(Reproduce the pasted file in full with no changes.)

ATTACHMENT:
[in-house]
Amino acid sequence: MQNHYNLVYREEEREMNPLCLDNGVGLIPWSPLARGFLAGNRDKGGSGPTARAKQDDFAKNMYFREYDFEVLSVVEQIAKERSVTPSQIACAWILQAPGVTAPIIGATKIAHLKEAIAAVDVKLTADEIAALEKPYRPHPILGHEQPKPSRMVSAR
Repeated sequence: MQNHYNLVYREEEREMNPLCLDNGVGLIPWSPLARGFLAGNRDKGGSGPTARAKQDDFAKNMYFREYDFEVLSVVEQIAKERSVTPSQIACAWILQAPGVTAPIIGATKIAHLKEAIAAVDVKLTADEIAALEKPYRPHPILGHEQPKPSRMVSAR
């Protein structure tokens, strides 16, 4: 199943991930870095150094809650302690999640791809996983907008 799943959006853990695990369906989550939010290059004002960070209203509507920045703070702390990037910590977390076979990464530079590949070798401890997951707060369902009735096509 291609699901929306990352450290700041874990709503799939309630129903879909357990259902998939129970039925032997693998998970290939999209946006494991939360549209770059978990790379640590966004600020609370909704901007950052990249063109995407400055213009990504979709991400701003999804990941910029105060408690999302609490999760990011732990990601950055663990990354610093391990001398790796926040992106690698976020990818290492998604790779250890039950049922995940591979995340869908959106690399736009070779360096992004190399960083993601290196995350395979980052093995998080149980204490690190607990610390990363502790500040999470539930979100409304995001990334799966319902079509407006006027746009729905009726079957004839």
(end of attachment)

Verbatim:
[in-house]
Amino acid sequence: MQNHYNLVYREEEREMNPLCLDNGVGLIPWSPLARGFLAGNRDKGGSGPTARAKQDDFAKNMYFREYDFEVLSVVEQIAKERSVTPSQIACAWILQAPGVTAPIIGATKIAHLKEAIAAVDVKLTADEIAALEKPYRPHPILGHEQPKPSRMVSAR
Repeated sequence: MQNHYNLVYREEEREMNPLCLDNGVGLIPWSPLARGFLAGNRDKGGSGPTARAKQDDFAKNMYFREYDFEVLSVVEQIAKERSVTPSQIACAWILQAPGVTAPIIGATKIAHLKEAIAAVDVKLTADEIAALEKPYRPHPILGHEQPKPSRMVSAR
């Protein structure tokens, strides 16, 4: 199943991930870095150094809650302690999640791809996983907008 799943959006853990695990369906989550939010290059004002960070209203509507920045703070702390990037910590977390076979990464530079590949070798401890997951707060369902009735096509 291609699901929306990352450290700041874990709503799939309630129903879909357990259902998939129970039925032997693998998970290939999209946006494991939360549209770059978990790379640590966004600020609370909704901007950052990249063109995407400055213009990504979709991400701003999804990941910029105060408690999302609490999760990011732990990601950055663990990354610093391990001398790796926040992106690698976020990818290492998604790779250890039950049922995940591979995340869908959106690399736009070779360096992004190399960083993601290196995350395979980052093995998080149980204490690190607990610390990363502790500040999470539930979100409304995001990334799966319902079509407006006027746009729905009726079957004839």